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Thread: Prayers for Isabelle

  1. #1
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    Default Prayers for Isabelle

    Hello,
    I am new to this site, I found it because I was told just the other day that my precious 6 year old Blenheim has SM. Thought it was allergies but turned out to be this terrible disease that Cavaliers get. My doctor will start her on gabapentin, but I asked him about pregabalin. It's all new to me, has anyone gone through this? My prayer is that the Lord will heal her or at least the disease wont progress and become worse. My heart aches, because I love her so much and don't want to see her in any kind of pain. So far she just has small episodes where she hurts. Good days and bad days. Thanks to this site I need all the support to help carry me through this time in our life!

    Blessings,
    Pamela

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    Hi Pamela
    I canít offer any advice but there are many people on this forum that have (unfortunately) lots of experience with SM. Just want to say that I am so sorry that your Cavalier has been diagnosed with SM. But at least you have a chance of treatment now and there are lots of Cavaliers on this forum that live wit SM and due to the medication they have got a good quality of life.
    Sending
    Sabby
    Rosie-06/06 - Ebony-01/07 Harley-08/08
    " My sunshine doesn't come from the skies, it comes from the love in my dogs eyes "

  3. #3
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    Default Prayers For Isabelle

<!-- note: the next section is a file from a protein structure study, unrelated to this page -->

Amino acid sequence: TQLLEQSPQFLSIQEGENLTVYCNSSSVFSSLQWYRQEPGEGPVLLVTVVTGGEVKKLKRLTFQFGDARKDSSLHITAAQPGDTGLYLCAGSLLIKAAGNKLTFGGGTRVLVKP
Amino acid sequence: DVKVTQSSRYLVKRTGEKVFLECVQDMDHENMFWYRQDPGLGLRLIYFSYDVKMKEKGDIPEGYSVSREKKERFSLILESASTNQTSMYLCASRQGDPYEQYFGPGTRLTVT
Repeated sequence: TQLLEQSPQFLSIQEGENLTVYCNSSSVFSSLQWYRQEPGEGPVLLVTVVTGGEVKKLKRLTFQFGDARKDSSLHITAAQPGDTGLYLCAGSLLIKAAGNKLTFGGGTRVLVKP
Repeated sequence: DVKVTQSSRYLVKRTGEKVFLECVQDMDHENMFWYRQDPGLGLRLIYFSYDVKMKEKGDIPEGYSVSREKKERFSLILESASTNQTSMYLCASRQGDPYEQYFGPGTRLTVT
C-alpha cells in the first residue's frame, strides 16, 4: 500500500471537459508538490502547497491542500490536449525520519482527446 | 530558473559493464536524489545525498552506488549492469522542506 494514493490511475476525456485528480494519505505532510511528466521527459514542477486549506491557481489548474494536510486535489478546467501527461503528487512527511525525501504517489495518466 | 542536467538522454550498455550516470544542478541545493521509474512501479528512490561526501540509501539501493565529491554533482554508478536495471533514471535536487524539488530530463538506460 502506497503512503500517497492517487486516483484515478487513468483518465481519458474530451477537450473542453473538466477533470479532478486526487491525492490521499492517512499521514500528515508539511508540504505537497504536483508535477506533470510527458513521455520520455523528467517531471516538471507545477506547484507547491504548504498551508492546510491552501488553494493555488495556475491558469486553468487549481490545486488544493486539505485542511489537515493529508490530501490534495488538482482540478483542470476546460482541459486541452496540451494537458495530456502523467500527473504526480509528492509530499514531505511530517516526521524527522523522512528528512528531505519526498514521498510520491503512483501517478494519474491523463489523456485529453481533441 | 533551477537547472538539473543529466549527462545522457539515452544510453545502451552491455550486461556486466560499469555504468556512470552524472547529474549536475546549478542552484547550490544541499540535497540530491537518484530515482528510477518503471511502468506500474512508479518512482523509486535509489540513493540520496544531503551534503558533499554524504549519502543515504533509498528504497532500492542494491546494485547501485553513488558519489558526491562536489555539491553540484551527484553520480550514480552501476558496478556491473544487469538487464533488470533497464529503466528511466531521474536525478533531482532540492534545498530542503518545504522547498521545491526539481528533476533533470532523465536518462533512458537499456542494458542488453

Quote Originally Posted by Pamela Warrington View Post
    Hello,
    I am new to this site, I found it because I was told just the other day that my precious 6 year old Blenheim has SM. Thought it was allergies but turned out to be this terrible disease that Cavaliers get. My doctor will start her on gabapentin, but I asked him about pregabalin. It's all new to me, has anyone gone through this? My prayer is that the Lord will heal her or at least the disease wont progress and become worse. My heart aches, because I love her so much and don't want to see her in any kind of pain. So far she just has small episodes where she hurts. Good days and bad days. Thanks to this site I need all the support to help carry me through this time in our life!

    Blessings,
    Pamela
    Pamela,

    You will get a lot of support and help from this Site,just ask any -thing you wan't to know about how to help Isabelle,

    but you can be sure we are all thinking about both of you.

    Bet
    Bet (Hargreaves)

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    Hello Pamela and welcome to Cavaliertalk! I am so sorry that Isabelle is afflicted with SM. It's good that you have found out about it and are getting help for her. This is a good site for cavalier owners/doggy lovers, you can get lots of support and advice here.